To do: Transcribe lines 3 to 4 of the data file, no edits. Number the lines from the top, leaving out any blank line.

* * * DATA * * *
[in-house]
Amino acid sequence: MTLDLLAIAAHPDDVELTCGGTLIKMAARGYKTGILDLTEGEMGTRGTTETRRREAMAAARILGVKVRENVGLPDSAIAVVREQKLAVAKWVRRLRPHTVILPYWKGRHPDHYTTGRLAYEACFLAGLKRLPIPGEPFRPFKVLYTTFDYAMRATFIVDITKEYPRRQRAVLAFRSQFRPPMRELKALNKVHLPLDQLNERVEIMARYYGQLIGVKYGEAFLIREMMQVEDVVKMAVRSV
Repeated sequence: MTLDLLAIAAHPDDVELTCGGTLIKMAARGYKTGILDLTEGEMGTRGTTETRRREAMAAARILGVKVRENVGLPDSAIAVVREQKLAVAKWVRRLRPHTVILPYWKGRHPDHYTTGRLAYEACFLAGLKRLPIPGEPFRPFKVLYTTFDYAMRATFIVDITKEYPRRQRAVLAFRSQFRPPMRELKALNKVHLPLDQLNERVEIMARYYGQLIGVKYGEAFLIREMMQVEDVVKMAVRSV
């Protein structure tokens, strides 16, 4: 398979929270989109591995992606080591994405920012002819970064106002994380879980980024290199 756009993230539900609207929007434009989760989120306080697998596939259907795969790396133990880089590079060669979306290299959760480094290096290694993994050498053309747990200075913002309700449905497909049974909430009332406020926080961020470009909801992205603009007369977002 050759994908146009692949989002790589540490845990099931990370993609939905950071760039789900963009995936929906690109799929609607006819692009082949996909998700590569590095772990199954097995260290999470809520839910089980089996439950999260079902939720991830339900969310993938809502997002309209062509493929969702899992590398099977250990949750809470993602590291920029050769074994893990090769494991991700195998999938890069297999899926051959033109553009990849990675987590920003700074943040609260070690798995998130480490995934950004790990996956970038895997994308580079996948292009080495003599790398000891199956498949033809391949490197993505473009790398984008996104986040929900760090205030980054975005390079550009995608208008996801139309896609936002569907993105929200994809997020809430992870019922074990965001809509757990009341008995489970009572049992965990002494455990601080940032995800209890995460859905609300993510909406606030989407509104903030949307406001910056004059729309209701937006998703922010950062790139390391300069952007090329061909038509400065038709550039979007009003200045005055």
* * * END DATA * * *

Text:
Repeated sequence: MTLDLLAIAAHPDDVELTCGGTLIKMAARGYKTGILDLTEGEMGTRGTTETRRREAMAAARILGVKVRENVGLPDSAIAVVREQKLAVAKWVRRLRPHTVILPYWKGRHPDHYTTGRLAYEACFLAGLKRLPIPGEPFRPFKVLYTTFDYAMRATFIVDITKEYPRRQRAVLAFRSQFRPPMRELKALNKVHLPLDQLNERVEIMARYYGQLIGVKYGEAFLIREMMQVEDVVKMAVRSV
């Protein structure tokens, strides 16, 4: 398979929270989109591995992606080591994405920012002819970064106002994380879980980024290199 756009993230539900609207929007434009989760989120306080697998596939259907795969790396133990880089590079060669979306290299959760480094290096290694993994050498053309747990200075913002309700449905497909049974909430009332406020926080961020470009909801992205603009007369977002 050759994908146009692949989002790589540490845990099931990370993609939905950071760039789900963009995936929906690109799929609607006819692009082949996909998700590569590095772990199954097995260290999470809520839910089980089996439950999260079902939720991830339900969310993938809502997002309209062509493929969702899992590398099977250990949750809470993602590291920029050769074994893990090769494991991700195998999938890069297999899926051959033109553009990849990675987590920003700074943040609260070690798995998130480490995934950004790990996956970038895997994308580079996948292009080495003599790398000891199956498949033809391949490197993505473009790398984008996104986040929900760090205030980054975005390079550009995608208008996801139309896609936002569907993105929200994809997020809430992870019922074990965001809509757990009341008995489970009572049992965990002494455990601080940032995800209890995460859905609300993510909406606030989407509104903030949307406001910056004059729309209701937006998703922010950062790139390391300069952007090329061909038509400065038709550039979007009003200045005055």